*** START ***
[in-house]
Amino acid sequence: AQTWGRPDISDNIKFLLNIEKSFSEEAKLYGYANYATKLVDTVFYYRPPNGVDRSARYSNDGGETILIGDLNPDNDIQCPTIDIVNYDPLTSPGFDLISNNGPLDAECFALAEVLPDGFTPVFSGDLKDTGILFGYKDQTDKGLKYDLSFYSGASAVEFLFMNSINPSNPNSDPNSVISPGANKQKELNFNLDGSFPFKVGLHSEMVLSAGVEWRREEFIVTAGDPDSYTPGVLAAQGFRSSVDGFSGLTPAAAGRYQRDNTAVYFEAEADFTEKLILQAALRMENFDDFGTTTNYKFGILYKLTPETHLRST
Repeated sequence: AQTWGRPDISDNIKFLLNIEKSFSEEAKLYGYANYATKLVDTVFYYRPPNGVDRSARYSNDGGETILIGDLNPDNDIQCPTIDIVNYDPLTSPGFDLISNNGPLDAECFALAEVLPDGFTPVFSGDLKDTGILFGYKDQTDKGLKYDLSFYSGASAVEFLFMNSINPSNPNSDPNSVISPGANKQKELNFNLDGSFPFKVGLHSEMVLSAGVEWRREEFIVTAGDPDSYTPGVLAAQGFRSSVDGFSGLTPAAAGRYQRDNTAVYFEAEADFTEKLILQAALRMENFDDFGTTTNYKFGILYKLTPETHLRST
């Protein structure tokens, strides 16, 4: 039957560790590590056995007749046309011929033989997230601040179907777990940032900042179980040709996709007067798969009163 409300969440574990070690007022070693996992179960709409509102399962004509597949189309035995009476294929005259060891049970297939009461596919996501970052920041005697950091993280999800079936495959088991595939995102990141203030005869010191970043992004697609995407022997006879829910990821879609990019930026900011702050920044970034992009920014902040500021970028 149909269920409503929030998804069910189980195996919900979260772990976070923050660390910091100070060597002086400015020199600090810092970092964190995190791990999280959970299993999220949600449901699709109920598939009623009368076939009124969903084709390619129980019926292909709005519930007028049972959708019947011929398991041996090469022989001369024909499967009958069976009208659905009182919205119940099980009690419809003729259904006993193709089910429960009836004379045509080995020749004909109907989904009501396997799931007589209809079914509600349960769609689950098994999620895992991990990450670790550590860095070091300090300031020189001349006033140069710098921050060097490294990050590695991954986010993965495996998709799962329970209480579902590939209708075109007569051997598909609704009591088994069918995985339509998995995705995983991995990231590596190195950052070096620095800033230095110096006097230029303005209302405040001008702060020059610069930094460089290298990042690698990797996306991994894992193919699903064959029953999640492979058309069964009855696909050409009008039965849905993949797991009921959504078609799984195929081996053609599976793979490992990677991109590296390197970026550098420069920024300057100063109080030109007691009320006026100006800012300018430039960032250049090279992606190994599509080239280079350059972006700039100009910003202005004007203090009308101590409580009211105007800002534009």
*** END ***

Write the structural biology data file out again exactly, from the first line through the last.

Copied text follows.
[in-house]
Amino acid sequence: AQTWGRPDISDNIKFLLNIEKSFSEEAKLYGYANYATKLVDTVFYYRPPNGVDRSARYSNDGGETILIGDLNPDNDIQCPTIDIVNYDPLTSPGFDLISNNGPLDAECFALAEVLPDGFTPVFSGDLKDTGILFGYKDQTDKGLKYDLSFYSGASAVEFLFMNSINPSNPNSDPNSVISPGANKQKELNFNLDGSFPFKVGLHSEMVLSAGVEWRREEFIVTAGDPDSYTPGVLAAQGFRSSVDGFSGLTPAAAGRYQRDNTAVYFEAEADFTEKLILQAALRMENFDDFGTTTNYKFGILYKLTPETHLRST
Repeated sequence: AQTWGRPDISDNIKFLLNIEKSFSEEAKLYGYANYATKLVDTVFYYRPPNGVDRSARYSNDGGETILIGDLNPDNDIQCPTIDIVNYDPLTSPGFDLISNNGPLDAECFALAEVLPDGFTPVFSGDLKDTGILFGYKDQTDKGLKYDLSFYSGASAVEFLFMNSINPSNPNSDPNSVISPGANKQKELNFNLDGSFPFKVGLHSEMVLSAGVEWRREEFIVTAGDPDSYTPGVLAAQGFRSSVDGFSGLTPAAAGRYQRDNTAVYFEAEADFTEKLILQAALRMENFDDFGTTTNYKFGILYKLTPETHLRST
């Protein structure tokens, strides 16, 4: 039957560790590590056995007749046309011929033989997230601040179907777990940032900042179980040709996709007067798969009163 409300969440574990070690007022070693996992179960709409509102399962004509597949189309035995009476294929005259060891049970297939009461596919996501970052920041005697950091993280999800079936495959088991595939995102990141203030005869010191970043992004697609995407022997006879829910990821879609990019930026900011702050920044970034992009920014902040500021970028 149909269920409503929030998804069910189980195996919900979260772990976070923050660390910091100070060597002086400015020199600090810092970092964190995190791990999280959970299993999220949600449901699709109920598939009623009368076939009124969903084709390619129980019926292909709005519930007028049972959708019947011929398991041996090469022989001369024909499967009958069976009208659905009182919205119940099980009690419809003729259904006993193709089910429960009836004379045509080995020749004909109907989904009501396997799931007589209809079914509600349960769609689950098994999620895992991990990450670790550590860095070091300090300031020189001349006033140069710098921050060097490294990050590695991954986010993965495996998709799962329970209480579902590939209708075109007569051997598909609704009591088994069918995985339509998995995705995983991995990231590596190195950052070096620095800033230095110096006097230029303005209302405040001008702060020059610069930094460089290298990042690698990797996306991994894992193919699903064959029953999640492979058309069964009855696909050409009008039965849905993949797991009921959504078609799984195929081996053609599976793979490992990677991109590296390197970026550098420069920024300057100063109080030109007691009320006026100006800012300018430039960032250049090279992606190994599509080239280079350059972006700039100009910003202005004007203090009308101590409580009211105007800002534009």